UCubed: A New Union for the Unemployed

I’m really hoping this catches on because it provides local support and empowerment for the unemployed while simultaneously strengthening their political voice on the national level. Started in late January of this year as a community service project of the International Association of Machinists and Aerospace Workers (IAM), the Union of Unemployed provides the unemployed and underemployed worker a way to collectively pressure Washington for much-needed jobs creation.  Nicknamed “UCubed” after its method of organizing by zip code and neighborhood, the new union is growing quickly through its unique web-based, grass-roots platform, Through UCubed, members can connect with others who are unemployed in their area, provide services and support for each other, and spearhead legislative action in DC on critical jobs issues.

As of February 24, four weeks after its inception, UCubed has signed up 800 members or “Job Activists” in 48 states.

From the Union for the Unemployed website:

With over 31 million Americans idled to some degree by this Grave Recession – and no relief in sight — the IAM and its partners saw a need to unify the unemployed in a unique and useful way.

UCubed does exactly that. It brings people together – the unemployed and underemployed alike – to build a community of Jobs Activists who will create local networks, support one another and help get America back to work.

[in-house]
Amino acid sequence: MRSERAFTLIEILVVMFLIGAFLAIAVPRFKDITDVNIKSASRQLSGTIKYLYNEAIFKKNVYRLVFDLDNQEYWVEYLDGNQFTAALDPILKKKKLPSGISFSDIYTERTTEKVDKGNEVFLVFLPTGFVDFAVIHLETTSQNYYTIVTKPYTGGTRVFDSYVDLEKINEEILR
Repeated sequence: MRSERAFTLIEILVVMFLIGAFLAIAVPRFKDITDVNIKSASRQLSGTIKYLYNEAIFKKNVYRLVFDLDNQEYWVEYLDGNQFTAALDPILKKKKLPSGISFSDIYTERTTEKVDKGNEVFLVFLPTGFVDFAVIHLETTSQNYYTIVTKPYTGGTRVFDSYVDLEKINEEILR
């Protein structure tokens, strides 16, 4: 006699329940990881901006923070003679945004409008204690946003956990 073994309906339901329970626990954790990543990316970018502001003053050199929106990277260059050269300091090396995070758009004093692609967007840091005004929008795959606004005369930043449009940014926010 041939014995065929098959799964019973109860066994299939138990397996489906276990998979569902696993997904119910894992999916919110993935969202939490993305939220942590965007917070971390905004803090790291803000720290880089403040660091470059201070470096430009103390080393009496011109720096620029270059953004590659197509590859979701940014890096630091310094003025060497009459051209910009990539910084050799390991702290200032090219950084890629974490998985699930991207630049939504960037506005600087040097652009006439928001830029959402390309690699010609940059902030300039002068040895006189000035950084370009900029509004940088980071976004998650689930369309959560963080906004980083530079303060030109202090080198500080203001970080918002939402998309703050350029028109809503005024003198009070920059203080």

Jobs Activists, organized by their zip codes, advocate for sound public policy, emailing public officials to alert them about policies that directly impact the jobless. And to help ease the burden of being unemployed, they receive steep discounts and rebate dollars when shopping the Machinists Mall.

Job Activists come from all walks of life, all corners of this country and all sectors of our economy. This Grave Recession has harmed us all – salary and hourly, manufacturing and construction, finance and service, union and non-union, college educated and high school dropouts, inner city and suburban residents. And only by working together can we end this economic turmoil.

  • Mil’sgirl

    I hope this catches on, too. Unemployed workers need a voice–and not just the phony voices of posturing politicans who talk a good game, but are actually merely exploiting the unemployment issue for political gain, rather than truly representing people who need and want to work.

  • Mil’sgirl

    I hope this catches on, too. Unemployed workers need a voice–and not just the phony voices of posturing politicans who talk a good game, but are actually merely exploiting the unemployment issue for political gain, rather than truly representing people who need and want to work.